Pellingmans’ Saraband specialise in circular music and polyphony of the sixteenth and seventeenth centuries.

Circular Music

In all music there is a fine balance and interaction between predictability and surprise, repetition and variation, familiarity and novelty. Some music inclines more in one direction, and some in the other. But throughout musical history runs a thread of "circular music", music based entirely on a repeated pattern of some sort, whether that pattern be a repeated melodic line around which is woven other material, a repeated harmonic progression on which melodic variation is improvised or composed, or an entirely circular canon – i.e. a round which returns to the beginning when it reaches the end.

In our programmes we explore three main areas of circular music: firstly, divisions on grounds (i.e., variations on repeated harmonic progressions); secondly, with guest singers, songs which have grounds as their accompaniments; thirdly, canons and rounds, again with guest singers, by composers such as Thomas Ravenscroft. All of these types of circular music are represented on our album Twenty waies upon the bels, with Faye Newton, John Potter, and others. Our first album, Division-Musick, highlights the first category.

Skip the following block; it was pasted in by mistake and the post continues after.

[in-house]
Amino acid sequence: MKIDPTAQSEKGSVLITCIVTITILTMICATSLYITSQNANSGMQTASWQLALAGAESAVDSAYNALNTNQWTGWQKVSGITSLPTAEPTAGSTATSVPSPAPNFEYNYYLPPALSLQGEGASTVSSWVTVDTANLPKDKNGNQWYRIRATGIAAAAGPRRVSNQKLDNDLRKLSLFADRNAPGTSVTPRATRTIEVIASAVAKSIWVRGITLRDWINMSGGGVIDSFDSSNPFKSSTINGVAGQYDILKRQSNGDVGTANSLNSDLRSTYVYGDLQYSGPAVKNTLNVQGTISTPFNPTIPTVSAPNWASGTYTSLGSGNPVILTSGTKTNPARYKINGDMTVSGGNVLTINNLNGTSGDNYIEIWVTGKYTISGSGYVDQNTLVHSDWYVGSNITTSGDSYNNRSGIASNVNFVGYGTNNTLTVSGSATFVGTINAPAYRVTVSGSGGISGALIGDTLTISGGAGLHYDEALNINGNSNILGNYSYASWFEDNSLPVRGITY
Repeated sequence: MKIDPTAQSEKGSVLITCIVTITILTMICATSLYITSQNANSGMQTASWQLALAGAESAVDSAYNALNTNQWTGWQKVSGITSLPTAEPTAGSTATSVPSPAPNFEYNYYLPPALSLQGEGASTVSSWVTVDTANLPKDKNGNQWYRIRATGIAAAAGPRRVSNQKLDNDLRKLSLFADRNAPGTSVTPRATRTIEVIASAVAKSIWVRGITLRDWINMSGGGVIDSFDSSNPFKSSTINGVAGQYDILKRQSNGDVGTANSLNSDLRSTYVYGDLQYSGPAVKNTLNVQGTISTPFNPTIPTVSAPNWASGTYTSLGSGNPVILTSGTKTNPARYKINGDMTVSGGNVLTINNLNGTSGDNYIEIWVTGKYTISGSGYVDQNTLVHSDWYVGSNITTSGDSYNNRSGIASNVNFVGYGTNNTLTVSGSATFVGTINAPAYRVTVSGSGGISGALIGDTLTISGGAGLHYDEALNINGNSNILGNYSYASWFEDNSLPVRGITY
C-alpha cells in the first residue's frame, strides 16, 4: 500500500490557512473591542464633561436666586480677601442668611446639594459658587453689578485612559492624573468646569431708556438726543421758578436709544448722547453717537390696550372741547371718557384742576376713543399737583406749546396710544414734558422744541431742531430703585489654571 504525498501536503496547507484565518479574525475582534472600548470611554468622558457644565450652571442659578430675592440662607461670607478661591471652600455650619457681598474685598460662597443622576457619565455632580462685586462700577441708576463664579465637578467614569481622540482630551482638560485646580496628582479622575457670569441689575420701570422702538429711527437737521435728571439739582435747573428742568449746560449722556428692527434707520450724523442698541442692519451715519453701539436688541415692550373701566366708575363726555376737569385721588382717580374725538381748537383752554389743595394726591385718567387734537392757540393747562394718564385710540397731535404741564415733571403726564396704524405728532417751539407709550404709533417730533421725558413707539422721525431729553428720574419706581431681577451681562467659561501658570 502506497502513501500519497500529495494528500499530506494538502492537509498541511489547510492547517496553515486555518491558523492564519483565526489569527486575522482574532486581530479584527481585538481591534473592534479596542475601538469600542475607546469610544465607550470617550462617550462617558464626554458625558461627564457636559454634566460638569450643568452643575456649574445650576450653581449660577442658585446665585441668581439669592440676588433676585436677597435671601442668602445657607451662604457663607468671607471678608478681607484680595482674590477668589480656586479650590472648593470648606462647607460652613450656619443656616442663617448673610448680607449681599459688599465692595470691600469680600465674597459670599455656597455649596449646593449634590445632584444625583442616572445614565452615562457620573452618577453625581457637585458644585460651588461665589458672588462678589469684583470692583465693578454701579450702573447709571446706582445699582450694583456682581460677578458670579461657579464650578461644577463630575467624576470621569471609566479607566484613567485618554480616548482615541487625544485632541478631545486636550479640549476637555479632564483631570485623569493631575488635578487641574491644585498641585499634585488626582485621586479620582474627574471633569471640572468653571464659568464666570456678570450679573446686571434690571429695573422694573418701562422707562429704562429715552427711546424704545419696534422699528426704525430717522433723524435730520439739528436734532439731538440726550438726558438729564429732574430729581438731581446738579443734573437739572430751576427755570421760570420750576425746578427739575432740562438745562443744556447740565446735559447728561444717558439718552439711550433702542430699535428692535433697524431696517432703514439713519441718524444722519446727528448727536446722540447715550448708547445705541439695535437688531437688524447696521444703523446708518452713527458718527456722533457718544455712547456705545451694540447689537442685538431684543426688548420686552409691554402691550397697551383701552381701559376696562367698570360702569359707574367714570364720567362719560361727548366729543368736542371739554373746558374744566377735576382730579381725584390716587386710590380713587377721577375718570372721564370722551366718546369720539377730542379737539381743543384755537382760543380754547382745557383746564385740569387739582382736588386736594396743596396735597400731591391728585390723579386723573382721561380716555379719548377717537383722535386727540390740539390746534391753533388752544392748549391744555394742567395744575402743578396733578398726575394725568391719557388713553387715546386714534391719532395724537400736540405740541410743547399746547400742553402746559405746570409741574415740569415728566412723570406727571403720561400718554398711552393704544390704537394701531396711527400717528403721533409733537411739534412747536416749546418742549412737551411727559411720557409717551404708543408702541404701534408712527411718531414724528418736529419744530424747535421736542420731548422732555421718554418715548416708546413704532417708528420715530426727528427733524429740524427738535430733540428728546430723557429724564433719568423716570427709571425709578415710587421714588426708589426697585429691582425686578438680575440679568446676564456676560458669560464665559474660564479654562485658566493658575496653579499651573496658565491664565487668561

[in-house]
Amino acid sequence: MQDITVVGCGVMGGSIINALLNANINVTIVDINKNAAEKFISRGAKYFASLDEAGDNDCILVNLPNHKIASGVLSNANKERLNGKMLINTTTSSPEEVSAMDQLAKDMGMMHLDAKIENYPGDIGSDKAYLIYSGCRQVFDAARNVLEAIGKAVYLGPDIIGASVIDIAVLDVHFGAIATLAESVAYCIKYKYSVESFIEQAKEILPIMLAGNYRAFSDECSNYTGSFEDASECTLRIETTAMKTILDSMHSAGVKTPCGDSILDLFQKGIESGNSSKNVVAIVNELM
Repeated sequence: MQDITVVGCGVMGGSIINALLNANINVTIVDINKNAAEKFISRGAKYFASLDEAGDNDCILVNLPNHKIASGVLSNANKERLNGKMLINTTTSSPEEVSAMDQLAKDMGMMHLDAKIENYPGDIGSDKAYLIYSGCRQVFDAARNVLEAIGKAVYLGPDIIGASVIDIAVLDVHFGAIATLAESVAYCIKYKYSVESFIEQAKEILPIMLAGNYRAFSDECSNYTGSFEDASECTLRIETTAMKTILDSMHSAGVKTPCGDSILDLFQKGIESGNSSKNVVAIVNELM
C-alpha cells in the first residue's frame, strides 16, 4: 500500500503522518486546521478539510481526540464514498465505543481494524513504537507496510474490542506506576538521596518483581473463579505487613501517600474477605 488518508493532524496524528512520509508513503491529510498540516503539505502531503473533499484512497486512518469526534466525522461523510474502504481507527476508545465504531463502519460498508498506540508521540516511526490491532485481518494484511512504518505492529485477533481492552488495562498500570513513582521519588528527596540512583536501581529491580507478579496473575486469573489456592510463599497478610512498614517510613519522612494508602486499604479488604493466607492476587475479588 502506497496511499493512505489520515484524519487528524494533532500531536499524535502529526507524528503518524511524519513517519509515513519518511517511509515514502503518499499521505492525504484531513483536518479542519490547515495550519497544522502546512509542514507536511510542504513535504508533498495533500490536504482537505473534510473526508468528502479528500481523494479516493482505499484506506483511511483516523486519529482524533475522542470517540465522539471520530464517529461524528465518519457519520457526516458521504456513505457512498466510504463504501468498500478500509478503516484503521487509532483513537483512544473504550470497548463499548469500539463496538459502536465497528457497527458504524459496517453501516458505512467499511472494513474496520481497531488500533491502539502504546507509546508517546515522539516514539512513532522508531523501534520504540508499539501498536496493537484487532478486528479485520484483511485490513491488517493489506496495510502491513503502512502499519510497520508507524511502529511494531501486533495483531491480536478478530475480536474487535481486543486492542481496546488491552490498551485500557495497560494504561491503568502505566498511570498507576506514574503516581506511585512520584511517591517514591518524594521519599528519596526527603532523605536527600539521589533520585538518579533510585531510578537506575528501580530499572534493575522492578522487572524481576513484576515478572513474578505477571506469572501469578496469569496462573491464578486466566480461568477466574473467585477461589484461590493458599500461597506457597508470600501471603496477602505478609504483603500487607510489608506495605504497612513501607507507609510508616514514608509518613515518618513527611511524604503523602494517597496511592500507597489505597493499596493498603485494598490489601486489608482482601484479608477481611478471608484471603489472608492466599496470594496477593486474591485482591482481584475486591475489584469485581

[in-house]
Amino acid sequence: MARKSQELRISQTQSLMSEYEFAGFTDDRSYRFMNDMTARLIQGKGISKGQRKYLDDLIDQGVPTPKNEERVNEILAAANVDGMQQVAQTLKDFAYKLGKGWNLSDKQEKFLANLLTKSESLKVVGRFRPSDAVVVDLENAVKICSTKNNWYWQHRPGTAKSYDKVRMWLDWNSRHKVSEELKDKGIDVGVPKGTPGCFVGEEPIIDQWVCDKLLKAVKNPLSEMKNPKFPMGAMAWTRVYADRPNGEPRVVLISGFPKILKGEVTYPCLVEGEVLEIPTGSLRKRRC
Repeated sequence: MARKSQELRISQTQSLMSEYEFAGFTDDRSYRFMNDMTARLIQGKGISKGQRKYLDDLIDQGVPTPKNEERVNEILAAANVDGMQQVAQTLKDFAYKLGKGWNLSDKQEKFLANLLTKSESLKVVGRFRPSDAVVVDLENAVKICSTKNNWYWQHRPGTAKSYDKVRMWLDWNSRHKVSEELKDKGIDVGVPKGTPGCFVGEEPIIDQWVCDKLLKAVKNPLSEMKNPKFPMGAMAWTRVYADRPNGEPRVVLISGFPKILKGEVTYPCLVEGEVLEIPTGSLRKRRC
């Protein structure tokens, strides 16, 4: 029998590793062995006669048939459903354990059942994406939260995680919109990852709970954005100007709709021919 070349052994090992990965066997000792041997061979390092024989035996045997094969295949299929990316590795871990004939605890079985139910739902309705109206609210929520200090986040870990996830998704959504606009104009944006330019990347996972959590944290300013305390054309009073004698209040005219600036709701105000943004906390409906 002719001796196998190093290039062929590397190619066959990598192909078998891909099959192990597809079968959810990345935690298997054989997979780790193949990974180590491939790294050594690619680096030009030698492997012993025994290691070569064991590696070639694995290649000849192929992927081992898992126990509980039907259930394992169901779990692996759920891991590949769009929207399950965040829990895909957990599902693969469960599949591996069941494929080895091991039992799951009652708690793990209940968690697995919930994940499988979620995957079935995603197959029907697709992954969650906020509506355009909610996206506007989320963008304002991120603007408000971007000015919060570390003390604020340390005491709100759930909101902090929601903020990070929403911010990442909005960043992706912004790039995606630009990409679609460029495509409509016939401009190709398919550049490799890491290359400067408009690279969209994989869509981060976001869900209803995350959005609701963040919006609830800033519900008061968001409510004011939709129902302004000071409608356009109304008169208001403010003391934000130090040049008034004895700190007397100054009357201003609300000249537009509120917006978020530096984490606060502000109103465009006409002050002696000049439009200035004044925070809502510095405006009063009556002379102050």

Polyphonic Music

Throughout the sixteenth century (as well as before and after), polyphonic music is a dominant force, chiefly because of the importance of church music. Masses and motets, instrumental fantasias and secular songs—almost all of this material is polyphonic and contrapuntal. Surviving instrumental books and manuscripts show that instrumentalists made constant use of this material, by adapting sacred music for their instruments and performing it purely instrumentally but also by composing and performing instrumentally conceived music which mimics vocal polyphony. Inspired by this historical practice, we have in performance explored our own instrumental settings of the great contrapuntalists of the time, from Josquin des Prez to William Byrd.

In addition to our Division-Musick and 20 waies programmes mentioned above, we have also devised and performed a programme entitled The Lion and the Unicorn, which explores the musical rivalry between John Dowland, England’s greatest advocate for the lute and Tobias Hume, champion of the viol. Additionally, we offer a programme of earlier renaissance music based around the tenor La Spagna and the many fine settings of divisions on that ground. Finally, we create bespoke programmes for particular events, such as the programme O Sweet Woods, with singer Faye Newton, based around renaissance views of the natural world, currently in preparation for the Stoke Newington Early Music Festival.